Reflection on December 7 2017

As I look back over my posts from this week a year ago, I’m struck by things I had forgotten. 1. Lynette’s speech difficulties lasted longer than I remembered. 2. I had forgotten that problems with fluid on her RIGHT lung became obvious early in the week. She had had a “pleural drain” inserted on her LEFT lung at MD Anderson on November 10. She had, of course, had breathing difficulties that showed up intensely on Thanksgiving Day and she had come home on oxygen. Fluid accumulation on her RIGHT lung was new. That tells me that “disease progression” had accelerated. Whether that progression was behind her neurological difficulties is not something we ever got answered and is, maybe, not that important now. 3. I began the week believing that we could still have a goal of her returning to mobility and handling her Activities of Daily Living to a degree that would allow her to return to MD Anderson for the Clinical Trial. She had said “You hide and watch” to indicate HER confidence in that same goal.

I know that by Tuesday or Wednesday of that week, I was becoming skeptical that this was going to happen. I had a lengthy Facebook Messenger conversation with Clare Richardson Biedenharn about how she had come to decide that her husband Jim needed to move into Hospice care. The way I framed the question was “How did you know it was time to stop?” By Thursday, December 7, I had not come to decide it was time for US to stop, but the question was now in my mind and heart and in conversation with another person walking the same path.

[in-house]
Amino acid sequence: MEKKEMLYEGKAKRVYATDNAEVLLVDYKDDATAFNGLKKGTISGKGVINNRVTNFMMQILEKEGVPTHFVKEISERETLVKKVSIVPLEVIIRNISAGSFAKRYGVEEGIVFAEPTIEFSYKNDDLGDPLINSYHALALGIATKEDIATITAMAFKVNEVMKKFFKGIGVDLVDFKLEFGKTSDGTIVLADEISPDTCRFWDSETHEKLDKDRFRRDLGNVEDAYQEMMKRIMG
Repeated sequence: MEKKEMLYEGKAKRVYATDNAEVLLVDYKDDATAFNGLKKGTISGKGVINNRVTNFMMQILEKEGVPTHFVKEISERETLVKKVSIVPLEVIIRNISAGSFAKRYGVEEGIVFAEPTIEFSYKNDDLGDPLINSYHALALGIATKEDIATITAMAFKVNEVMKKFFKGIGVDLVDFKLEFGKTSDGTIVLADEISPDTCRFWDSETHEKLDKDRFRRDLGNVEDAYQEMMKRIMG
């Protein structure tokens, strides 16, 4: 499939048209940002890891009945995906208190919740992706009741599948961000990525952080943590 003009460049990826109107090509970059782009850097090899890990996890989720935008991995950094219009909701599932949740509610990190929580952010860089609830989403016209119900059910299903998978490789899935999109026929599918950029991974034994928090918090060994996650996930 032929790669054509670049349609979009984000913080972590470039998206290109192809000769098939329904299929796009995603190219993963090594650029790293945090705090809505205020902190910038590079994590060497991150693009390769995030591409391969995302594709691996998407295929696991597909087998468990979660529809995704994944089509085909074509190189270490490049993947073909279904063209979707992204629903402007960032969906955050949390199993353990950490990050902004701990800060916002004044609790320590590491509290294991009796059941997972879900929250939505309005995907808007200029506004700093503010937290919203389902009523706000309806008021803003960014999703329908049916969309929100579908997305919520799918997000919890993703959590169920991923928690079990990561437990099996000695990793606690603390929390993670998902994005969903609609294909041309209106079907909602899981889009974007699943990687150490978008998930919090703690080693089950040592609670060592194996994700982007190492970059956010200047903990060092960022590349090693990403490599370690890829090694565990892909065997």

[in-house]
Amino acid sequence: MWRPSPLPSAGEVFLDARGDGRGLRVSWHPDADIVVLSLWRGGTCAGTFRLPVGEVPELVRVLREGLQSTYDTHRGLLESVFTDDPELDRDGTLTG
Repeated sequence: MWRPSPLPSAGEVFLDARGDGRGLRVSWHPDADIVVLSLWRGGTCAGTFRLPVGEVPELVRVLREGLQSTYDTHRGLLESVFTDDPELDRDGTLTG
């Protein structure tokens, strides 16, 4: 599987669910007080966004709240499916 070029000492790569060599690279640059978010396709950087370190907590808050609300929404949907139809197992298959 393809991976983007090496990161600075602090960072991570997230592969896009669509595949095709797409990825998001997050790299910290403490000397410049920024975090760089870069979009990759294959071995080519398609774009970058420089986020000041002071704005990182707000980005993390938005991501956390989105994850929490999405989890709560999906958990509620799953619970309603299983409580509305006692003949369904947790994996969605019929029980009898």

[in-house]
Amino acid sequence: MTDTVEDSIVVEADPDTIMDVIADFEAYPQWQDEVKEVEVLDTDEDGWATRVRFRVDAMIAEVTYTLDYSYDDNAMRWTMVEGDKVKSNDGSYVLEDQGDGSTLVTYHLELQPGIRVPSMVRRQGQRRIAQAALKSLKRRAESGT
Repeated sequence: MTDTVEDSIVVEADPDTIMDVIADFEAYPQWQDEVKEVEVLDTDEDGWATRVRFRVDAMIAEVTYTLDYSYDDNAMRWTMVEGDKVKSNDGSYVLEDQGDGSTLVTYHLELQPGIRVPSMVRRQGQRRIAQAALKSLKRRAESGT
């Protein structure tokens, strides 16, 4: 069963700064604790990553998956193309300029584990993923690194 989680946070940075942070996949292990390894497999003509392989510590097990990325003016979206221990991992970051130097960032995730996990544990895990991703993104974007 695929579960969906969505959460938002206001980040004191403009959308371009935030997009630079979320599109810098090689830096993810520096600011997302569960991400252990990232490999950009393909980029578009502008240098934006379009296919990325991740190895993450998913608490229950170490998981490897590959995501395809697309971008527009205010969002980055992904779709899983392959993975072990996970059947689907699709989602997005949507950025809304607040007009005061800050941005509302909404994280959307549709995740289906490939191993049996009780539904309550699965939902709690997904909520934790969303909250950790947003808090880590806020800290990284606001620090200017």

I watched Lynette during those days doing her level best to cooperate with the Occupational and Physical Therapists. She was always “game” to try what they asked and always pleasant and cordial with anyone who came into the room. It’s also the job of such persons to be encouraging. The combination of “optimisms” may have been a little misleading to me.

The circumstances of Lynette’s being at St. Dominic’s meant that the hosptialists overseeing her care were not as familiar with her case as they might have been. It took until Thursday, December 7 for the St. D. hospitalists and Lynette’s UMMC oncologists to get into contact. New scans were ordered for December 7 and 8 to see where things stood with the “disease progression.” Lynette’s last UMMC scans had been in September and her last scans at MD Anderson had been in early November. Things certainly CAN change in that time.

I’m holding the rest of this story until tomorrow. In many ways, December 8, 2017 was the worst day. While some details from earlier in the week had become fuzzy, the details of THAT day are ones I will never forget.

About jaltman81

United Methodist Clergy
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